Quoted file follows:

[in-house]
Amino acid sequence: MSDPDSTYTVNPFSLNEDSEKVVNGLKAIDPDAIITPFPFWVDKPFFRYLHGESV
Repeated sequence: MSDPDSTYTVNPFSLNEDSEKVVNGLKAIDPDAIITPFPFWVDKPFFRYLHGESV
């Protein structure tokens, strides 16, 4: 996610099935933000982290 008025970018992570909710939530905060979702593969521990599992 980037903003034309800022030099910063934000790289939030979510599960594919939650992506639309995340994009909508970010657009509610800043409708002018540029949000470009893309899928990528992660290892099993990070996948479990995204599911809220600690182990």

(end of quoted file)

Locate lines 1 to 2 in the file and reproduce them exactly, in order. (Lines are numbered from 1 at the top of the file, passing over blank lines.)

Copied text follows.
[in-house]
Amino acid sequence: MSDPDSTYTVNPFSLNEDSEKVVNGLKAIDPDAIITPFPFWVDKPFFRYLHGESV